Two fish that share much in common genetically appear to have markedly different abilities to grow, a finding that could provide a new way to research such disparate areas as muscle wasting disease and fish farming, a new study shows.
The study in the November issue of the American Journal of Physiology-Regulatory, Integrative and Comparative Physiology, finds that the giant danio, unlike its cousin the zebrafish, appears to have the ability to recruit new muscle throughout its life. Humans have the same ability before birth, but mostly lose it after birth.
Because the zebrafish and giant danio are closely related, and the zebrafish's genome has already been mapped, scientists hope they can more easily identify the genetic keys to the difference in growth potential between them. According to co-author Peggy R. Biga, "I don't think there will be a major genomic difference between them. I believe it will be easy to define the difference."
The study "Zebrafish and giant danio as models for muscle growth: Determinate versus indeterminate growth as determined by morphometric analysis," was carried out by Biga and Frederick W. Goetz, both of the University of Wisconsin-Milwaukee and the Great Lakes Wisconsin Aquatic Technology and Environmental Research (WATER) Institute, Milwaukee. The American Physiological Society published the study.
Zebrafish versus Giant Danio
Zebrafish and giant danios, members of the minnow family, are easy to raise and are popular inhabitants of home aquariums. They are native to the warm waters around India and some other areas of southern Asia. Although both are small, the danio is a giant among minnows, growing to a maximum of six inches. The zebrafish, in contrast, grows to about two inches.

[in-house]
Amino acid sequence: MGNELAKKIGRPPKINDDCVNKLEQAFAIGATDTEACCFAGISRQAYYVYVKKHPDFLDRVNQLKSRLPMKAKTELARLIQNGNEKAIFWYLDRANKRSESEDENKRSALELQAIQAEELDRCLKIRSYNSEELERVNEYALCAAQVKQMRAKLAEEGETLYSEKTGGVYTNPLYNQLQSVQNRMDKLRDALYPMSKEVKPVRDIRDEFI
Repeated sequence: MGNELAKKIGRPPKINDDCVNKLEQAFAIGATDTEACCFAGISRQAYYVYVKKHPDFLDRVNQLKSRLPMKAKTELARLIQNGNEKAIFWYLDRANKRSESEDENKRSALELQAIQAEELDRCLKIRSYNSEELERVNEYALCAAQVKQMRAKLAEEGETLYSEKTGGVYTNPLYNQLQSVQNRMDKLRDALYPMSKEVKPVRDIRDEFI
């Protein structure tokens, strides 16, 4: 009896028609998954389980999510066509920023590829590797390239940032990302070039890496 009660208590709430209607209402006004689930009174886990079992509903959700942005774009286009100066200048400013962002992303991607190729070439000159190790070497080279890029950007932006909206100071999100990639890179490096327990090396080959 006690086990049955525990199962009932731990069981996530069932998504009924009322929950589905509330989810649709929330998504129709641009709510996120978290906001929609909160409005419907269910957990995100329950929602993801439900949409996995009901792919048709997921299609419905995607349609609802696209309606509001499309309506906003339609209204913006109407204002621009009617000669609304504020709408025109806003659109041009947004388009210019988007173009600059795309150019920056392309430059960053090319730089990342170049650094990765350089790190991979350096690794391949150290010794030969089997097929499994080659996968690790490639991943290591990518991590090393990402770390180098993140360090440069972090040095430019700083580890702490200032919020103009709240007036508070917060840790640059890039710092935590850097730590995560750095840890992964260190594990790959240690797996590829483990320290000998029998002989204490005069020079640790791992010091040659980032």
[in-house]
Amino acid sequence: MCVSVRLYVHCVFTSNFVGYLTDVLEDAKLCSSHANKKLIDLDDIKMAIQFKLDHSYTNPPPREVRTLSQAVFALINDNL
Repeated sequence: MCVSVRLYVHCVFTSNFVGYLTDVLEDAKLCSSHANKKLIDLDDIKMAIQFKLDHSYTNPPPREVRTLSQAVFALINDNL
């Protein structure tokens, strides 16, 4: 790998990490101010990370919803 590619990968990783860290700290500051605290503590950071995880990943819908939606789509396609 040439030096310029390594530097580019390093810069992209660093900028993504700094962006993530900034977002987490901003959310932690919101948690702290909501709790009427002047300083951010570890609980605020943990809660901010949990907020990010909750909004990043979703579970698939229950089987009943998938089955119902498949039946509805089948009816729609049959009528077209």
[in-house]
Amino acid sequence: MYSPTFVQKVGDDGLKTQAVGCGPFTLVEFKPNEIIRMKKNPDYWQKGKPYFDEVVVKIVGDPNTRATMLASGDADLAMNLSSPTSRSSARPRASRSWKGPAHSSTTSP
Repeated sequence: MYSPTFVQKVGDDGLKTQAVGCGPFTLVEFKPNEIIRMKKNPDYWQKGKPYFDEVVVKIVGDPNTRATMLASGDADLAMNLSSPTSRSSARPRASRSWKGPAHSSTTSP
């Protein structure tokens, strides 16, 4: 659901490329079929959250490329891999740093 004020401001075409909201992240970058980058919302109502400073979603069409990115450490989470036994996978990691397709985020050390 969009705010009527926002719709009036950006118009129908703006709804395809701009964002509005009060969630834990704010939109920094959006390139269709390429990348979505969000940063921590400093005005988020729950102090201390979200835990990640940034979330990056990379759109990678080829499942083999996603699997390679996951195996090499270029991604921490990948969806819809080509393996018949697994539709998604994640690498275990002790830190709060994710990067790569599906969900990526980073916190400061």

The zebrafish has been a staple of genetic research because it is easy to raise and maintain. But the fish is too tiny for physiological research. So the researchers were interested in finding a close zebrafish relative to allow them to do physiological research while drawing on the knowledge base of the zebrafish genome.
The researchers saw the giant danio as the physiological model and began a series of experiments on differences in muscle growth between the fish. In this two-phased experiment, they discovered that the giant danio can keep growing even into adulthood, but the zebrafish stops growing. The giant danio can get bigger because it exhibits a type of muscle growth that is different from the zebrafish.
"One of these species either lost or gained the ability to continuously grow, but most likely, the zebrafish lost it" Biga explained. Because genes are the key, the zebrafish's mapped genome will be invaluable in finding what is different about the danio's genetic pathways that allow it to keep growing.
Study: Phase I - First four weeks of life
In the first phase of the study, the researchers tracked the size of the fish from the time they hatched through the first four weeks of their larval stage. They found that the two species were the same size at hatch. By the end of week one, the giant danio was significantly larger and remained so. This result was not surprising, since the giant danio is so much larger at adulthood, about twice as large. But the study was the first to report the early larval growth of these species, the authors said.